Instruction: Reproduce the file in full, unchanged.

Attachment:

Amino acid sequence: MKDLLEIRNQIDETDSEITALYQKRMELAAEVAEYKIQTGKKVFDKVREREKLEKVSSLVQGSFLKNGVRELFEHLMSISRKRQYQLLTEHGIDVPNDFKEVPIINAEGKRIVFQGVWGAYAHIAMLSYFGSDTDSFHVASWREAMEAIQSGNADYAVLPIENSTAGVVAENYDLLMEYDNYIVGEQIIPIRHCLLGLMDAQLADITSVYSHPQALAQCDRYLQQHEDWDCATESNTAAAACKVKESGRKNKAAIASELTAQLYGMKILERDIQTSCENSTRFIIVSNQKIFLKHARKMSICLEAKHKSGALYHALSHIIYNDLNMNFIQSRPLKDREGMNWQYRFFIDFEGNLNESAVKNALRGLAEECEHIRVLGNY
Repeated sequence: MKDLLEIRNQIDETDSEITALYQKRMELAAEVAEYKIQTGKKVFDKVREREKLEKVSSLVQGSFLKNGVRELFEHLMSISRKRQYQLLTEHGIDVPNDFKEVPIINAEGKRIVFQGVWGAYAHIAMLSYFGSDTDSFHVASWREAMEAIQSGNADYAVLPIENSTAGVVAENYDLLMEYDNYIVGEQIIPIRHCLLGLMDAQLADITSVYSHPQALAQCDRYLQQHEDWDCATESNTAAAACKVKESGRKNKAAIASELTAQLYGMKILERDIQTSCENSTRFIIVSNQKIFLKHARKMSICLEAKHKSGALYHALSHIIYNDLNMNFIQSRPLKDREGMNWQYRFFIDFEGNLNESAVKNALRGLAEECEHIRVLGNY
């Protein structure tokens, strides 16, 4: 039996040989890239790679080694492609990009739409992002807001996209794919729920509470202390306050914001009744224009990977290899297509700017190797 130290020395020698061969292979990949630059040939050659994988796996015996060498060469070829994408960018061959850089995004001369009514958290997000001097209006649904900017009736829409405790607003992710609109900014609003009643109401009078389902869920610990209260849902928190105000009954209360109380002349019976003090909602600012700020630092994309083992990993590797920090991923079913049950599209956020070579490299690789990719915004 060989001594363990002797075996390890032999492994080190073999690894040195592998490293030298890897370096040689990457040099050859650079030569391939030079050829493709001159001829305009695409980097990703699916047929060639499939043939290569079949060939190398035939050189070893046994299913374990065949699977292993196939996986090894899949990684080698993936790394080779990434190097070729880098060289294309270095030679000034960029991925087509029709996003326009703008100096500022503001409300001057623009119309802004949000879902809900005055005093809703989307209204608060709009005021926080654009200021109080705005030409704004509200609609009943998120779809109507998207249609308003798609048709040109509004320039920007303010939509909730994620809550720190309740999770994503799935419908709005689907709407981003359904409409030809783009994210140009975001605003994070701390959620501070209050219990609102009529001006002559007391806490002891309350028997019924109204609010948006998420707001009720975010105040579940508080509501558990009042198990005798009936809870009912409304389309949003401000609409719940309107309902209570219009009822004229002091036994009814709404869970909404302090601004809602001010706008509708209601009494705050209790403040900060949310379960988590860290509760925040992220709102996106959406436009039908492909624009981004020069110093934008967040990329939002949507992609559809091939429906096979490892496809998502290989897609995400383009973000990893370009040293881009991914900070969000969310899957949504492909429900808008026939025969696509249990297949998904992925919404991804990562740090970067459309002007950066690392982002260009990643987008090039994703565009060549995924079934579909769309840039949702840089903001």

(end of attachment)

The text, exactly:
Amino acid sequence: MKDLLEIRNQIDETDSEITALYQKRMELAAEVAEYKIQTGKKVFDKVREREKLEKVSSLVQGSFLKNGVRELFEHLMSISRKRQYQLLTEHGIDVPNDFKEVPIINAEGKRIVFQGVWGAYAHIAMLSYFGSDTDSFHVASWREAMEAIQSGNADYAVLPIENSTAGVVAENYDLLMEYDNYIVGEQIIPIRHCLLGLMDAQLADITSVYSHPQALAQCDRYLQQHEDWDCATESNTAAAACKVKESGRKNKAAIASELTAQLYGMKILERDIQTSCENSTRFIIVSNQKIFLKHARKMSICLEAKHKSGALYHALSHIIYNDLNMNFIQSRPLKDREGMNWQYRFFIDFEGNLNESAVKNALRGLAEECEHIRVLGNY
Repeated sequence: MKDLLEIRNQIDETDSEITALYQKRMELAAEVAEYKIQTGKKVFDKVREREKLEKVSSLVQGSFLKNGVRELFEHLMSISRKRQYQLLTEHGIDVPNDFKEVPIINAEGKRIVFQGVWGAYAHIAMLSYFGSDTDSFHVASWREAMEAIQSGNADYAVLPIENSTAGVVAENYDLLMEYDNYIVGEQIIPIRHCLLGLMDAQLADITSVYSHPQALAQCDRYLQQHEDWDCATESNTAAAACKVKESGRKNKAAIASELTAQLYGMKILERDIQTSCENSTRFIIVSNQKIFLKHARKMSICLEAKHKSGALYHALSHIIYNDLNMNFIQSRPLKDREGMNWQYRFFIDFEGNLNESAVKNALRGLAEECEHIRVLGNY
């Protein structure tokens, strides 16, 4: 039996040989890239790679080694492609990009739409992002807001996209794919729920509470202390306050914001009744224009990977290899297509700017190797 130290020395020698061969292979990949630059040939050659994988796996015996060498060469070829994408960018061959850089995004001369009514958290997000001097209006649904900017009736829409405790607003992710609109900014609003009643109401009078389902869920610990209260849902928190105000009954209360109380002349019976003090909602600012700020630092994309083992990993590797920090991923079913049950599209956020070579490299690789990719915004 060989001594363990002797075996390890032999492994080190073999690894040195592998490293030298890897370096040689990457040099050859650079030569391939030079050829493709001159001829305009695409980097990703699916047929060639499939043939290569079949060939190398035939050189070893046994299913374990065949699977292993196939996986090894899949990684080698993936790394080779990434190097070729880098060289294309270095030679000034960029991925087509029709996003326009703008100096500022503001409300001057623009119309802004949000879902809900005055005093809703989307209204608060709009005021926080654009200021109080705005030409704004509200609609009943998120779809109507998207249609308003798609048709040109509004320039920007303010939509909730994620809550720190309740999770994503799935419908709005689907709407981003359904409409030809783009994210140009975001605003994070701390959620501070209050219990609102009529001006002559007391806490002891309350028997019924109204609010948006998420707001009720975010105040579940508080509501558990009042198990005798009936809870009912409304389309949003401000609409719940309107309902209570219009009822004229002091036994009814709404869970909404302090601004809602001010706008509708209601009494705050209790403040900060949310379960988590860290509760925040992220709102996106959406436009039908492909624009981004020069110093934008967040990329939002949507992609559809091939429906096979490892496809998502290989897609995400383009973000990893370009040293881009991914900070969000969310899957949504492909429900808008026939025969696509249990297949998904992925919404991804990562740090970067459309002007950066690392982002260009990643987008090039994703565009060549995924079934579909769309840039949702840089903001």